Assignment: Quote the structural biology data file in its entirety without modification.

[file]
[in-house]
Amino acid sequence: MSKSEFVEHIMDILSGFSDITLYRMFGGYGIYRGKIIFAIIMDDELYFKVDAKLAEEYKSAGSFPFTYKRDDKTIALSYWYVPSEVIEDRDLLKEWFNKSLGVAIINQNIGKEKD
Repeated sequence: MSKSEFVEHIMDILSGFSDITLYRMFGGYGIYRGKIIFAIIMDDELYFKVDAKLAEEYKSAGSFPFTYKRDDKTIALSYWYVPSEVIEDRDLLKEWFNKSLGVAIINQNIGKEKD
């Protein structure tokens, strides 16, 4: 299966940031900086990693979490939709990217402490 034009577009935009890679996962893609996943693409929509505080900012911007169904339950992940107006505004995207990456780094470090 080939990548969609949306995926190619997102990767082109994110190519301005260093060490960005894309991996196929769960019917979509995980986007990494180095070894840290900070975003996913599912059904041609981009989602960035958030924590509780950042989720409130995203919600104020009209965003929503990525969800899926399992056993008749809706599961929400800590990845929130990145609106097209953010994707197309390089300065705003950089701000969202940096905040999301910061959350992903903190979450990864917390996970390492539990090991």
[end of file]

[in-house]
Amino acid sequence: MSKSEFVEHIMDILSGFSDITLYRMFGGYGIYRGKIIFAIIMDDELYFKVDAKLAEEYKSAGSFPFTYKRDDKTIALSYWYVPSEVIEDRDLLKEWFNKSLGVAIINQNIGKEKD
Repeated sequence: MSKSEFVEHIMDILSGFSDITLYRMFGGYGIYRGKIIFAIIMDDELYFKVDAKLAEEYKSAGSFPFTYKRDDKTIALSYWYVPSEVIEDRDLLKEWFNKSLGVAIINQNIGKEKD
């Protein structure tokens, strides 16, 4: 299966940031900086990693979490939709990217402490 034009577009935009890679996962893609996943693409929509505080900012911007169904339950992940107006505004995207990456780094470090 080939990548969609949306995926190619997102990767082109994110190519301005260093060490960005894309991996196929769960019917979509995980986007990494180095070894840290900070975003996913599912059904041609981009989602960035958030924590509780950042989720409130995203919600104020009209965003929503990525969800899926399992056993008749809706599961929400800590990845929130990145609106097209953010994707197309390089300065705003950089701000969202940096905040999301910061959350992903903190979450990864917390996970390492539990090991």